By Jeff Johnston, Shooting Illustrated
“Buckshot” is a general term that historically means any pelleted shotgun load where the individual pellets are big enough to bring down medium-size game such as deer. More-modern uses of the term “buckshot,” however, usually mean 00 buck. That’s right, “double aught.” If you want No. 4 buckshot from the guy behind the counter, specify “Number 4 buck”—else you might just wind up with 00 buck.
That’s really all one needs to know about buckshot because you can’t go wrong with any version of full-power 00 buck, but if you’d like to get technical—which is what we do here at SI—here goes. There are many varieties of buckshot, and here are few points to consider:
Of course, buckshot is classified by pellet size. The bigger the pellet, the more its energy, but the fewer pellets in the pattern. The number of pellets that can be stuffed into each shell is often—but not necessarily—determined by gauge and shell length. (For simplicity, let’s stick to 12-gauge for now, and the U.S. shot sizes, not the UK’s, which it calls SG.)
All buckshot isn’t just round, pure-lead pellets. Some companies plate the pellets in material such as copper. This keeps them round so they’ll fly better and stay together better as a uniform pattern, but it also prevents them from expanding—or flattening on impact—as much. Buffering of the shot column protects the pellets from each other so they don’t deform as much on setback, which also produces more-uniform patterns. Various styles of protective wads do the same thing.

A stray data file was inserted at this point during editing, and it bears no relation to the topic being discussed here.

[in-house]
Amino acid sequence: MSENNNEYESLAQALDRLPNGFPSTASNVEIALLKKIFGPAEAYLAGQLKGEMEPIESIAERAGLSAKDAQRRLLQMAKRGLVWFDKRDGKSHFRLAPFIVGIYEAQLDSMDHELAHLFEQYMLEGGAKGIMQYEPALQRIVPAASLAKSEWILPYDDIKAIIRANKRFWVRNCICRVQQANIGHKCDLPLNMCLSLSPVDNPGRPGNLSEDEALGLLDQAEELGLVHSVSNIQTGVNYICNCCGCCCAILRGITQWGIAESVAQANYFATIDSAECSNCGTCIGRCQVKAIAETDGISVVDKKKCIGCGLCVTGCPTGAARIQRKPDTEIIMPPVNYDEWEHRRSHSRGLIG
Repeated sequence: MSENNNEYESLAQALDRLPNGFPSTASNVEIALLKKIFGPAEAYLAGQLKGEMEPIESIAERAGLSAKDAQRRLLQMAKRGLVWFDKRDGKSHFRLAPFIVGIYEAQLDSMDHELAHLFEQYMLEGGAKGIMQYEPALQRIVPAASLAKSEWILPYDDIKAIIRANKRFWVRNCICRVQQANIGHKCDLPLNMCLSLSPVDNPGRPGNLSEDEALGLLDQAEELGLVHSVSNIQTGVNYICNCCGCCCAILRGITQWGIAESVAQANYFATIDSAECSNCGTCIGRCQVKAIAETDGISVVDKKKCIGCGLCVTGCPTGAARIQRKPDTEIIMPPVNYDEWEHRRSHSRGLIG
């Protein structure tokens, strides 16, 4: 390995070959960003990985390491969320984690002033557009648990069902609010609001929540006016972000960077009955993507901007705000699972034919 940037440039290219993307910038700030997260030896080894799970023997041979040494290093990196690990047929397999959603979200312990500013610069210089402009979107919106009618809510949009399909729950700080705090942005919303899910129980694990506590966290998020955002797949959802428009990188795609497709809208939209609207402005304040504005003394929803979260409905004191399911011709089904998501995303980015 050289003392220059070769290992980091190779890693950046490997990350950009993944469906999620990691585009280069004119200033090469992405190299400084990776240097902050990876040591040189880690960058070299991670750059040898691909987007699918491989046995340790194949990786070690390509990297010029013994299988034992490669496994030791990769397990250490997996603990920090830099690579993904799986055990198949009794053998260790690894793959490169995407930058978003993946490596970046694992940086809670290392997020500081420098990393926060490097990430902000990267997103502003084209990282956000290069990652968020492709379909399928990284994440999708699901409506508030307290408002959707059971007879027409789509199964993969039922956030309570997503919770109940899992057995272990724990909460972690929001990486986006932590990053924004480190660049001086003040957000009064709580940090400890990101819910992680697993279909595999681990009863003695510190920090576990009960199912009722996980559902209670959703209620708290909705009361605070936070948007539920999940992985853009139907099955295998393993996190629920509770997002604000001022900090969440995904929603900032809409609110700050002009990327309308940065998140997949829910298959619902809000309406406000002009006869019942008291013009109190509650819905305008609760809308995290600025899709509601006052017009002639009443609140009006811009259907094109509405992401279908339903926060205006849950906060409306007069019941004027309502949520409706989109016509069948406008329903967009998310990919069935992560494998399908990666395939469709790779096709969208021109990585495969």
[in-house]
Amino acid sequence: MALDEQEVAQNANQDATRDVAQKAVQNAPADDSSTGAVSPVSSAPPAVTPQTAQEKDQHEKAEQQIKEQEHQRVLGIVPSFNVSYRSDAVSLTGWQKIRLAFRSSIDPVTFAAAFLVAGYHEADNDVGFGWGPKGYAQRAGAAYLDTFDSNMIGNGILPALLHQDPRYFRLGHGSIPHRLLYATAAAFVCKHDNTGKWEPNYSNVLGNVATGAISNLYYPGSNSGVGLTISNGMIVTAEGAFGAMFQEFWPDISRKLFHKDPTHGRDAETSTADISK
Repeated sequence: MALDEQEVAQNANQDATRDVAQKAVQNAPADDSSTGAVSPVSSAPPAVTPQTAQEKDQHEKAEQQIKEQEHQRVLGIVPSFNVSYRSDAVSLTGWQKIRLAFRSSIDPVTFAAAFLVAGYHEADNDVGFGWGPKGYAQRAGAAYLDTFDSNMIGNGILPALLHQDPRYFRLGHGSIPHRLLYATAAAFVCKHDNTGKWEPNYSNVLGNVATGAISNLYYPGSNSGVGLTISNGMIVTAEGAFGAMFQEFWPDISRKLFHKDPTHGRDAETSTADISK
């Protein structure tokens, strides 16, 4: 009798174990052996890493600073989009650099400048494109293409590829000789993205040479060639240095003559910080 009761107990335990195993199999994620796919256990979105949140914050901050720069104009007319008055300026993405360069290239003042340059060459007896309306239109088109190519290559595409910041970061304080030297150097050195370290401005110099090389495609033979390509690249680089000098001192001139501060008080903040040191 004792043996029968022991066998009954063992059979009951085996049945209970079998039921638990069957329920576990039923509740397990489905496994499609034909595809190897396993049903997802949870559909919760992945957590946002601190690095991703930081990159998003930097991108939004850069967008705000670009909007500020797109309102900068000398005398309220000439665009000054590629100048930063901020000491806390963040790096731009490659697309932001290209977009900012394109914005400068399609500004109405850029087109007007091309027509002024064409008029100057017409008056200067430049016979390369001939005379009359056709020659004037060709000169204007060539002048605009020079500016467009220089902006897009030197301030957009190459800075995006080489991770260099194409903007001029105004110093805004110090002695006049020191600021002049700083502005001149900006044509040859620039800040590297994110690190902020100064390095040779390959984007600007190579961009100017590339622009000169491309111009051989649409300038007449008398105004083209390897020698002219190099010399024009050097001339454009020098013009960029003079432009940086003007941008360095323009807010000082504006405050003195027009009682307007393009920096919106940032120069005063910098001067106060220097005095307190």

Then there’s the shell’s velocity, which, when combined with the shell’s payload weight, dictates its energy and, accordingly, its recoil. If it weren’t for recoil, everyone would shoot 2.5-ounce loads of 000 buck at 1,700 fps. But, from an 8-pound gun that theoretical load would produce 158 ft.-lbs. of energy—nearly three times more than a .416 Rigby elephant gun—it would likely break your shoulder and detach your retinas on the first shot. Therefore, shooters should pick a reasonable round that they can handle. Still, I tend to lean toward the magnum end for home defense, because the recoil isn’t going to hurt me nearly as much as that extra energy penetration and tissue shock is going to hurt an assailant. Some people argue differently; they say even a reduced-recoil shotgun load is devastating, so why make follow-up shots that much harder. Many folks say the average 2¾-inch 00-buck loads are perfect. Me? I like 3-inch shells up around 1,300 fps or better when it’s “go-time.”
My Buckshot Load
Just like my concealed-carry-gun ammo and my hunting bullets when I’m taking an expensive elk-hunting trip, I don’t go cheap on my buckshot. I like powerful, buffered, copper-plated, waterproof loads that I can count on every time.
For pellet size, there’s no disputing that the bigger the pellet, the more it penetrates and the more energy it delivers. I prefer penetration over expansion when dealing with big, slower projectiles, so I like big pellets for my bedside gun. It’s my life and my choice. But, at some point you can start to reduce a shotgun’s strength—its pattern—if you go too big on its pellets. While there are valid arguments for No. 1 buck and 0 buck, 00 is a great balance of density and individual pellet energy. If you have to shoot through a barrier, you can. It’s so common and proven and I’m not convinced anything is better. As for pellet count, the 12-pellet 00 buck shells provide a balance between a full pattern, great downrange energy and recoil that I can handle, especially when mitigated via the use of a heavy-ish semi-automatic shotgun with a good recoil pad.
Specifically, I like a 2¾- or 3-inch, high-velocity, 00 buckshot, 12-pellet, buffered and copper-plated load such as Winchester’s Double X Hi-Velocity buckshot. At 1,450 fps, it kicks like a mule even in my heavy Remington Versa Max Tactical, but I’d sure hate to be on the other side of it. For practice, I prefer a 2¾ nine-pellet, all-lead round that’s cheap. While this is my choice, the reality is, any 00-buck load should work just fine for home defense.